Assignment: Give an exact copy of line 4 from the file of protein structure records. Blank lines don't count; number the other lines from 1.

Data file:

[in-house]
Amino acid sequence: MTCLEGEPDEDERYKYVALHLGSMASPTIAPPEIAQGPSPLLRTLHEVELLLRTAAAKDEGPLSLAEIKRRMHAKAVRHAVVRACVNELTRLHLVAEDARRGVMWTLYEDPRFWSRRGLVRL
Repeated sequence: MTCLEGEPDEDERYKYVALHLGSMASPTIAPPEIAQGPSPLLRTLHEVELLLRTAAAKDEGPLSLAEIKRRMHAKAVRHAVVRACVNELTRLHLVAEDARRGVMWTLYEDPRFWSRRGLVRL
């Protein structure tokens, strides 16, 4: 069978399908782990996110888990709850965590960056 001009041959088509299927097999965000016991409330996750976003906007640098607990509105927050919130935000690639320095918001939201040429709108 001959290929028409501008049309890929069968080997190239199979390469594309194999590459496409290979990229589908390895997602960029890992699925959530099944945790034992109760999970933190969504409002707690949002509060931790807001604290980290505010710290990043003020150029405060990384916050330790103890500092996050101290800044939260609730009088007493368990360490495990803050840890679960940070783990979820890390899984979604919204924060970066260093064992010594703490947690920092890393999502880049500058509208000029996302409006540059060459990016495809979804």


């Protein structure tokens, strides 16, 4: 069978399908782990996110888990709850965590960056 001009041959088509299927097999965000016991409330996750976003906007640098607990509105927050919130935000690639320095918001939201040429709108 001959290929028409501008049309890929069968080997190239199979390469594309194999590459496409290979990229589908390895997602960029890992699925959530099944945790034992109760999970933190969504409002707690949002509060931790807001604290980290505010710290990043003020150029405060990384916050330790103890500092996050101290800044939260609730009088007493368990360490495990803050840890679960940070783990979820890390899984979604919204924060970066260093064992010594703490947690920092890393999502880049500058509208000029996302409006540059060459990016495809979804």